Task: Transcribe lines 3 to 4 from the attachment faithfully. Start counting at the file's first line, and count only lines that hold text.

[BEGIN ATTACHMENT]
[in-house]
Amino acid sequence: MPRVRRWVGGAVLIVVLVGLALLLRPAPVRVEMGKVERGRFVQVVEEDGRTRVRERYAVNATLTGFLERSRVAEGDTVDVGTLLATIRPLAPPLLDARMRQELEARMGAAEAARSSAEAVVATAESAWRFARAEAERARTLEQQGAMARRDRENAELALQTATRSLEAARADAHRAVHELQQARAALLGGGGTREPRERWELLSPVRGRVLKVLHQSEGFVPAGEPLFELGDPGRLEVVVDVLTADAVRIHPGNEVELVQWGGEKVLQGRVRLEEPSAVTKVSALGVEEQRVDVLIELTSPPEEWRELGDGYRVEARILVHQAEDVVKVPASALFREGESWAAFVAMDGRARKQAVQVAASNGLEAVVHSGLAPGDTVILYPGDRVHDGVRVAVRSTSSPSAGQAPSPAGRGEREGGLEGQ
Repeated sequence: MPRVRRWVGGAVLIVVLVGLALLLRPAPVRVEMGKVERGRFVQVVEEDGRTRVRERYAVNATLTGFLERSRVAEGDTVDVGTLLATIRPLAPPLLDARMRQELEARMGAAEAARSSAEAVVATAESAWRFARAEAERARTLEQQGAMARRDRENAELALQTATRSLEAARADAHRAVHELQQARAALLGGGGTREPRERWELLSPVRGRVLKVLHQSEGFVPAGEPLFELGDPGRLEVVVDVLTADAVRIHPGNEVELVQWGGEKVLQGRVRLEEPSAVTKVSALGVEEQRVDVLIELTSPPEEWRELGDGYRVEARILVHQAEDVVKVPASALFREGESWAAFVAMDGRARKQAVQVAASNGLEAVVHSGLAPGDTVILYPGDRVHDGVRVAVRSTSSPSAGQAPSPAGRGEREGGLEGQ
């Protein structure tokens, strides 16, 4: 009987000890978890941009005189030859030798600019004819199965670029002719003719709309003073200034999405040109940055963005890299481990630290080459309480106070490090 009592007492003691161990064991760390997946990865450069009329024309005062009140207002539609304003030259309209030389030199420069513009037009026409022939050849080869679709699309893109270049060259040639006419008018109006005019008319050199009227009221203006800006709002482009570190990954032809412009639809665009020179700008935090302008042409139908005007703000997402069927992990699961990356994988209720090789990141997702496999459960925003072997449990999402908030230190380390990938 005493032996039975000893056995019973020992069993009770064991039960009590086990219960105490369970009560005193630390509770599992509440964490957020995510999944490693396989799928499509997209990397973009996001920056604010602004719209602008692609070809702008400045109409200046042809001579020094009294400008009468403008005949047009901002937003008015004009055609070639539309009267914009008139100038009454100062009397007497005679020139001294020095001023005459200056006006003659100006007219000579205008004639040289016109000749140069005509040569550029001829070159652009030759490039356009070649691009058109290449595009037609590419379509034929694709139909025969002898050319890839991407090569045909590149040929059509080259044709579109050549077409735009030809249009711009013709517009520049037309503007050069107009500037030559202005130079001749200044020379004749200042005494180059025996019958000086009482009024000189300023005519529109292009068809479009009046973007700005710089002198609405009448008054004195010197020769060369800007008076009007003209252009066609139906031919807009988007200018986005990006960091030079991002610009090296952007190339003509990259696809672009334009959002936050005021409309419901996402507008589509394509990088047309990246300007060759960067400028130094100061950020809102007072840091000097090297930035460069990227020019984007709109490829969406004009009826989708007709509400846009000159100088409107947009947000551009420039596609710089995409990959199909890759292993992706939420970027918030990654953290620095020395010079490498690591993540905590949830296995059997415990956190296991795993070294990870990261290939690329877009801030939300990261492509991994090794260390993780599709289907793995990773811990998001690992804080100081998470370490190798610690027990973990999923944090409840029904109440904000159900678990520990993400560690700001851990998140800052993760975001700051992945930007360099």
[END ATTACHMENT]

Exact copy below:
Repeated sequence: MPRVRRWVGGAVLIVVLVGLALLLRPAPVRVEMGKVERGRFVQVVEEDGRTRVRERYAVNATLTGFLERSRVAEGDTVDVGTLLATIRPLAPPLLDARMRQELEARMGAAEAARSSAEAVVATAESAWRFARAEAERARTLEQQGAMARRDRENAELALQTATRSLEAARADAHRAVHELQQARAALLGGGGTREPRERWELLSPVRGRVLKVLHQSEGFVPAGEPLFELGDPGRLEVVVDVLTADAVRIHPGNEVELVQWGGEKVLQGRVRLEEPSAVTKVSALGVEEQRVDVLIELTSPPEEWRELGDGYRVEARILVHQAEDVVKVPASALFREGESWAAFVAMDGRARKQAVQVAASNGLEAVVHSGLAPGDTVILYPGDRVHDGVRVAVRSTSSPSAGQAPSPAGRGEREGGLEGQ
């Protein structure tokens, strides 16, 4: 009987000890978890941009005189030859030798600019004819199965670029002719003719709309003073200034999405040109940055963005890299481990630290080459309480106070490090 009592007492003691161990064991760390997946990865450069009329024309005062009140207002539609304003030259309209030389030199420069513009037009026409022939050849080869679709699309893109270049060259040639006419008018109006005019008319050199009227009221203006800006709002482009570190990954032809412009639809665009020179700008935090302008042409139908005007703000997402069927992990699961990356994988209720090789990141997702496999459960925003072997449990999402908030230190380390990938 005493032996039975000893056995019973020992069993009770064991039960009590086990219960105490369970009560005193630390509770599992509440964490957020995510999944490693396989799928499509997209990397973009996001920056604010602004719209602008692609070809702008400045109409200046042809001579020094009294400008009468403008005949047009901002937003008015004009055609070639539309009267914009008139100038009454100062009397007497005679020139001294020095001023005459200056006006003659100006007219000579205008004639040289016109000749140069005509040569550029001829070159652009030759490039356009070649691009058109290449595009037609590419379509034929694709139909025969002898050319890839991407090569045909590149040929059509080259044709579109050549077409735009030809249009711009013709517009520049037309503007050069107009500037030559202005130079001749200044020379004749200042005494180059025996019958000086009482009024000189300023005519529109292009068809479009009046973007700005710089002198609405009448008054004195010197020769060369800007008076009007003209252009066609139906031919807009988007200018986005990006960091030079991002610009090296952007190339003509990259696809672009334009959002936050005021409309419901996402507008589509394509990088047309990246300007060759960067400028130094100061950020809102007072840091000097090297930035460069990227020019984007709109490829969406004009009826989708007709509400846009000159100088409107947009947000551009420039596609710089995409990959199909890759292993992706939420970027918030990654953290620095020395010079490498690591993540905590949830296995059997415990956190296991795993070294990870990261290939690329877009801030939300990261492509991994090794260390993780599709289907793995990773811990998001690992804080100081998470370490190798610690027990973990999923944090409840029904109440904000159900678990520990993400560690700001851990998140800052993760975001700051992945930007360099």